you're not solely depending upon that driller making that decision. that's your last case. what we examined and said we -- there may have been an inefficient negative pressure test, which we think might have told that you will it's not tim to take the drilling mud out of the hole that you needed to deal with all of those. but once you get even past that, we decide that had we thought the holes would be closed in. and that's our new picy with variable bore rams to secure the well that the point. and we will evacuate the sea water from the well borl below first, monitoring everything carefully to make sure that the flow, you're putting in a gallon of sea water, you're getting back a gallon of mud. all that is balanced out. check see whe you are and tn do the upper section of the hole. i mean, i don't think w had invented anything. this may already be done by some other folks out there, but these are the type of care and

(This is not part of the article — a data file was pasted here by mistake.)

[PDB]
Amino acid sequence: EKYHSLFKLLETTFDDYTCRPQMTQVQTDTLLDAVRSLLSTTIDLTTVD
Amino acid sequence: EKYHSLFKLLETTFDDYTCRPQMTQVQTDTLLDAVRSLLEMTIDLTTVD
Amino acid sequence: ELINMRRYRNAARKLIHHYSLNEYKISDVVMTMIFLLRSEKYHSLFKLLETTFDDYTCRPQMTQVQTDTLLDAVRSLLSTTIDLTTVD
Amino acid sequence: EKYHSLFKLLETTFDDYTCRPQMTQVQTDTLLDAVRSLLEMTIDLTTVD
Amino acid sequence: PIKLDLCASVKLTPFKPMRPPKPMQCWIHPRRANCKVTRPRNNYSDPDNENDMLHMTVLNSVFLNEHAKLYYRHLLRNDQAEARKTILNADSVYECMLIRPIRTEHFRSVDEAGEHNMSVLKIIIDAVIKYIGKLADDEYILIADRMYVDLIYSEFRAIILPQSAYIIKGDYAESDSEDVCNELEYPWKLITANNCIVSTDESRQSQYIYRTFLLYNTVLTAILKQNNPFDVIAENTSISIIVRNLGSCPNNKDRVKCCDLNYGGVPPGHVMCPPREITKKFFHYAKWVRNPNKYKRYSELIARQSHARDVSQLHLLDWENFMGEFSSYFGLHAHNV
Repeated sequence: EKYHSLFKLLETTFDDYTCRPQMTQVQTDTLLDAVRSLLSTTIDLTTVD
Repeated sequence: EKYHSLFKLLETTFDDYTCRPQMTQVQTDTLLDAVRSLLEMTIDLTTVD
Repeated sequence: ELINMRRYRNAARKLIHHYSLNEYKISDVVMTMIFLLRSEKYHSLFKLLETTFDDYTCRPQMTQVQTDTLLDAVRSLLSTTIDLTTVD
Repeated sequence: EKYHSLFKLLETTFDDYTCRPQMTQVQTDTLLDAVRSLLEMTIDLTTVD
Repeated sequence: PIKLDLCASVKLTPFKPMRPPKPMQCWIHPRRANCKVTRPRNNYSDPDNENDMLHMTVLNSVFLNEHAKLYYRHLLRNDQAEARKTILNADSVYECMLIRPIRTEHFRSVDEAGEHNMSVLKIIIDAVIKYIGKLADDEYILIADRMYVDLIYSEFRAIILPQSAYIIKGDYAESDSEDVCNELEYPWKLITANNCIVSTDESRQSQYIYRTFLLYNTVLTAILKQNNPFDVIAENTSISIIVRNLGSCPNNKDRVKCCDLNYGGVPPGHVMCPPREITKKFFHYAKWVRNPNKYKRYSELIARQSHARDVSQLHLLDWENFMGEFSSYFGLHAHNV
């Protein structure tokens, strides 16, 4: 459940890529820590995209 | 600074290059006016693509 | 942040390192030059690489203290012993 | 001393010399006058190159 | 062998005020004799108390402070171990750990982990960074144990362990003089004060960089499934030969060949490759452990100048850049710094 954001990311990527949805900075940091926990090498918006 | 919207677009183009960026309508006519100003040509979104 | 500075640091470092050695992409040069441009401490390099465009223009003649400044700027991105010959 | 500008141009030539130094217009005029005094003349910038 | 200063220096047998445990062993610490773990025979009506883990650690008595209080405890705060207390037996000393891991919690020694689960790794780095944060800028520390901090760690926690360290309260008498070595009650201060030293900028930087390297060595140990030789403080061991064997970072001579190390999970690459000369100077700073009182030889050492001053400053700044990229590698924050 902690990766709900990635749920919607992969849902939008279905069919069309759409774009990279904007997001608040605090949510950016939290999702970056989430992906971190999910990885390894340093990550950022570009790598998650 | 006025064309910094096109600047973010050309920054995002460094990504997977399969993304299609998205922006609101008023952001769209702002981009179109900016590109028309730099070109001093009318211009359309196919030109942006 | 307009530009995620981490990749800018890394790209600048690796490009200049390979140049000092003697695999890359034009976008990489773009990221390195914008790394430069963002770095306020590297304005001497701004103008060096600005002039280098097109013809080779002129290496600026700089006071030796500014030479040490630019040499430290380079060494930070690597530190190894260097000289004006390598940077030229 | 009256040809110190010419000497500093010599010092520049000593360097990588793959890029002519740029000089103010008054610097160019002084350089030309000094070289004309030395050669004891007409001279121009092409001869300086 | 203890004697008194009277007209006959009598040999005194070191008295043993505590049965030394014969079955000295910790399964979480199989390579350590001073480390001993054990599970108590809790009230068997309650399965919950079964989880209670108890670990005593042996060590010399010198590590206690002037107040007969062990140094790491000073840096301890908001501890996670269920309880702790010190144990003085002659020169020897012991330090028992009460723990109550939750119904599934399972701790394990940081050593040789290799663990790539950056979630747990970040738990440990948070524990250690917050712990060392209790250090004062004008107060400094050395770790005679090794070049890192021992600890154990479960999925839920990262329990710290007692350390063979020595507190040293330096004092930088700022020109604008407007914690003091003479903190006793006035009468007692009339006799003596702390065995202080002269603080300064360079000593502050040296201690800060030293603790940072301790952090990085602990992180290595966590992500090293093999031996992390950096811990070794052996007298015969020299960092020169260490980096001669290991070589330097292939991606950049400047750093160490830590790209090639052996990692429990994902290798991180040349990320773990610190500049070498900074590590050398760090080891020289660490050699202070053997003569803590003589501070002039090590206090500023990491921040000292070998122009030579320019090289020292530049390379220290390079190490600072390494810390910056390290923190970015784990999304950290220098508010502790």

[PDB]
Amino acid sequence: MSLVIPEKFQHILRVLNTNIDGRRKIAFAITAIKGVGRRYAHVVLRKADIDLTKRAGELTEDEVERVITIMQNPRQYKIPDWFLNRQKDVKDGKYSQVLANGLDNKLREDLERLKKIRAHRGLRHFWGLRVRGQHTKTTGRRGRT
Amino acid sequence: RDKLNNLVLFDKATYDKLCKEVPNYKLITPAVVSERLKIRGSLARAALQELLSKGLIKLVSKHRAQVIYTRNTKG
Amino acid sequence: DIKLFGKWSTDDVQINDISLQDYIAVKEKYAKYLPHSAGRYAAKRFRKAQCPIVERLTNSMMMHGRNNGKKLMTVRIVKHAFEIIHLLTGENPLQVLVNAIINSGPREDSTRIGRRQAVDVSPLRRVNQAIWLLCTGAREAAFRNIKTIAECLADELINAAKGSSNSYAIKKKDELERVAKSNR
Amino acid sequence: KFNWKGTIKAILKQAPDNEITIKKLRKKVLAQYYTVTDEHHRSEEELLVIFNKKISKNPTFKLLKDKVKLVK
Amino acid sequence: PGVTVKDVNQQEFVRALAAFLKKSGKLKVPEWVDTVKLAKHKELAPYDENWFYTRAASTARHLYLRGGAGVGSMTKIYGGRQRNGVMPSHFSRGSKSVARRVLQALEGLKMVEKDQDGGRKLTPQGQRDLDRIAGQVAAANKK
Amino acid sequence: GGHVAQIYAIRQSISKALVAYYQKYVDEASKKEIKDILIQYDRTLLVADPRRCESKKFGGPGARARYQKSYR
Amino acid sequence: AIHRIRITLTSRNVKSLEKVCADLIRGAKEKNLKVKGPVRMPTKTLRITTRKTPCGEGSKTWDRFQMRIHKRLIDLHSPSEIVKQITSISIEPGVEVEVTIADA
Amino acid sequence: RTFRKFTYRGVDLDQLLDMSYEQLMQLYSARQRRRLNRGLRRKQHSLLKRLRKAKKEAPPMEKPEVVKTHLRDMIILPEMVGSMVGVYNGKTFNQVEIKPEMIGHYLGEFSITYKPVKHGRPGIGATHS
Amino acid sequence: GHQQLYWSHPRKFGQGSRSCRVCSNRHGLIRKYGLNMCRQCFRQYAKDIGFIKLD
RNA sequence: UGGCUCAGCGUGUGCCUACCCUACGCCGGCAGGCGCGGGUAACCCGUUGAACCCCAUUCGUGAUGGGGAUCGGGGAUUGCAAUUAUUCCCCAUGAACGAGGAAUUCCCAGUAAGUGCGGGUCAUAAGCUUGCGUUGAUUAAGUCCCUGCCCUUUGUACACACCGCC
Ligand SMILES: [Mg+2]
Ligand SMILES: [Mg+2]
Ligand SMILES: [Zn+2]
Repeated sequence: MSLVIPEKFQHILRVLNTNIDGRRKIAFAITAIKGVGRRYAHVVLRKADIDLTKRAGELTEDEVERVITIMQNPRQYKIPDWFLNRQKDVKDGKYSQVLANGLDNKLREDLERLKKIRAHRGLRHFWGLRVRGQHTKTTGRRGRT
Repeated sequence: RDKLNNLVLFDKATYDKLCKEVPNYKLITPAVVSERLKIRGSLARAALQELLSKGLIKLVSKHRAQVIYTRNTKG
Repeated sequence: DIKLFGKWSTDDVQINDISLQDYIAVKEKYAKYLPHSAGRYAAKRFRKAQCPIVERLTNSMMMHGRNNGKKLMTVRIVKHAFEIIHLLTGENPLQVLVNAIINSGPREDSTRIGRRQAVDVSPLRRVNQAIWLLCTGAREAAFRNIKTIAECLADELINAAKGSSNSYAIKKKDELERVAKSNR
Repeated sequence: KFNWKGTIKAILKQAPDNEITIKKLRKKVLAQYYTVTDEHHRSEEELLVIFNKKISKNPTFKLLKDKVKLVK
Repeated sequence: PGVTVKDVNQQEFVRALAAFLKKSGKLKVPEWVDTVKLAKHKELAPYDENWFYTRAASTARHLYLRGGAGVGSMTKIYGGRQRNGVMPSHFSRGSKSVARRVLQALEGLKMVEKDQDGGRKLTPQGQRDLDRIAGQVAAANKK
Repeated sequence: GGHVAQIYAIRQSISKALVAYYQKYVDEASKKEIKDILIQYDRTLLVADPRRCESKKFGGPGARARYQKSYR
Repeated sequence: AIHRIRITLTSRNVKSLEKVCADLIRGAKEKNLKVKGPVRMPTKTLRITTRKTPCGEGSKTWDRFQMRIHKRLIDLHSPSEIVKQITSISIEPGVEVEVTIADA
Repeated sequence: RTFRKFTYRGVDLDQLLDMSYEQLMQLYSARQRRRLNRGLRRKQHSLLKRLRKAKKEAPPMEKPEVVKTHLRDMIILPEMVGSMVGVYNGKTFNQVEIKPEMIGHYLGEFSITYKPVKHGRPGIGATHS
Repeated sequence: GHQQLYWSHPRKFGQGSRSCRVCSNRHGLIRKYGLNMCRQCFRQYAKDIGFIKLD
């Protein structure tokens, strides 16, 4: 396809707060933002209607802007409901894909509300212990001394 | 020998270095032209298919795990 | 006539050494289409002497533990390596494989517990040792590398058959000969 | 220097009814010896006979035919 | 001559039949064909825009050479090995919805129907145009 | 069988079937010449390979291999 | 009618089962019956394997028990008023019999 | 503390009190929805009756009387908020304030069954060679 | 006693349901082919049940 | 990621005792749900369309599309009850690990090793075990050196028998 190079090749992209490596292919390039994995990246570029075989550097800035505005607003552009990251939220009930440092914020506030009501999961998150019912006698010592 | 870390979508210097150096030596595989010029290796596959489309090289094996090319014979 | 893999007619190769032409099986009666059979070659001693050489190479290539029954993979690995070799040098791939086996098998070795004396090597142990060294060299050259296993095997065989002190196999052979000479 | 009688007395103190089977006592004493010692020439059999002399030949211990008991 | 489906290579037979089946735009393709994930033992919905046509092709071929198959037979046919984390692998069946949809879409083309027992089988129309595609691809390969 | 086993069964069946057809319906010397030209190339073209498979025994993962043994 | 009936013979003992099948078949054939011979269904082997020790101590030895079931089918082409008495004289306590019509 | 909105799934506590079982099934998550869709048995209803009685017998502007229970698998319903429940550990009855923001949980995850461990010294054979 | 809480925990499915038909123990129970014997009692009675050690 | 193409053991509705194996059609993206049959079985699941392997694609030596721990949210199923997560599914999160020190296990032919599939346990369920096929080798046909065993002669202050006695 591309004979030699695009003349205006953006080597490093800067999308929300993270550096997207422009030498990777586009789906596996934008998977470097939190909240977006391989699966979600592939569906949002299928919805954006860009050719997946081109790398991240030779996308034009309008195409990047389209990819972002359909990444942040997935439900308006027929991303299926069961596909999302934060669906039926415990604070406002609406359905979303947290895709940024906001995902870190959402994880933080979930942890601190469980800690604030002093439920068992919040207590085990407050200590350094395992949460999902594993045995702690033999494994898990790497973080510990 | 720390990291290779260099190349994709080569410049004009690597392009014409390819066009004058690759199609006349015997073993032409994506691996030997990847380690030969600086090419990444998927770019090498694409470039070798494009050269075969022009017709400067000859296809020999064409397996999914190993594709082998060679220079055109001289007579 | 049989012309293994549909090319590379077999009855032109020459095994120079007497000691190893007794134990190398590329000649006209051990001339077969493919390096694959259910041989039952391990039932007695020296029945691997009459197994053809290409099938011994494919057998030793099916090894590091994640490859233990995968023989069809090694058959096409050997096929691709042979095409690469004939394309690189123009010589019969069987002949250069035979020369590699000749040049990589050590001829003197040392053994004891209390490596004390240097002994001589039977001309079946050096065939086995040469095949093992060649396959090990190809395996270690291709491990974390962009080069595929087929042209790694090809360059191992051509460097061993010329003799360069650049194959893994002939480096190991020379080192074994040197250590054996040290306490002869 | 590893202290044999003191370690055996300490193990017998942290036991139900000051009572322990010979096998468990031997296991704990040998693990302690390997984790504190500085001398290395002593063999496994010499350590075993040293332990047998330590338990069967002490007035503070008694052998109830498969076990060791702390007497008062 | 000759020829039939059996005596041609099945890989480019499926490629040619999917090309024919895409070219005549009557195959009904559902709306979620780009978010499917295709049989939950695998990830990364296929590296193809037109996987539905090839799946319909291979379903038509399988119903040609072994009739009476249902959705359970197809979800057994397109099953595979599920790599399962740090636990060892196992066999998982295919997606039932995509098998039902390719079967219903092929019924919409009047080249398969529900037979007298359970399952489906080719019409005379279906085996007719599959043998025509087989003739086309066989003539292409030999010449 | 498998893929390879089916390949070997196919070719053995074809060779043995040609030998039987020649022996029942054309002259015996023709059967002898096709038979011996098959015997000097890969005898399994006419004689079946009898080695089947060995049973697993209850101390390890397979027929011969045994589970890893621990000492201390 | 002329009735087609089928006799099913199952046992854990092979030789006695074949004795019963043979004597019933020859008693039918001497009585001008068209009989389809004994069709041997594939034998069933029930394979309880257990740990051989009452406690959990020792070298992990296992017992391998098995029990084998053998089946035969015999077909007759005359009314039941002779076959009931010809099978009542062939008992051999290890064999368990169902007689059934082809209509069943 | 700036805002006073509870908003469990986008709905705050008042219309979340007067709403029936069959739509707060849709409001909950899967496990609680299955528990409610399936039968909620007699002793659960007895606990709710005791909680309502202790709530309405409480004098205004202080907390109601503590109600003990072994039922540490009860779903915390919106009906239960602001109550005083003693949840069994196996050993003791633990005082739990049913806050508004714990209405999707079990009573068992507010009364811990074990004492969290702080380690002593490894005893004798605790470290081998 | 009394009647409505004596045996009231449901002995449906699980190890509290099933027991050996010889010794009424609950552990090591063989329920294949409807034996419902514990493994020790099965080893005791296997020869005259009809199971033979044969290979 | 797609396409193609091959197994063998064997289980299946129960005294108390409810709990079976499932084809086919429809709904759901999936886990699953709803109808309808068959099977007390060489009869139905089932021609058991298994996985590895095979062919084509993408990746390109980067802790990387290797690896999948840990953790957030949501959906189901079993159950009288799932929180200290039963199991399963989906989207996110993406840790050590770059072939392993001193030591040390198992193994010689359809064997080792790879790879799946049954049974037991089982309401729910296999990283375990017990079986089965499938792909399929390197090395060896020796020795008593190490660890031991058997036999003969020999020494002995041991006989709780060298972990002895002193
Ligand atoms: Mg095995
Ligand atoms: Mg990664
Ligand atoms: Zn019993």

stdards that needs to be handled in that particular incident. >> it's -- but it's a relationship that has to be done between the company, the operating company and the driller. and i was struck when christian olmert and i did some aerial overflights this weekend. and we had a pilot and co-pilot and they very mick meticulous lili we waited on the ground while they went through the checklist. it was clear that everything had to match. the two partners had to agreeing. i'm wondering whether there's a similar arrangement between the driller and company, if you didn't have sufficient drill mud, you were going beyond the depth that you were safe, that the other party, the driller in this case would say no, can't do? >> well, i don't think it's a, you know, those landings, those helicopters each thing is almost the same. so you're trying to check that out. well, these are -- there are similar cases i guess that should be there.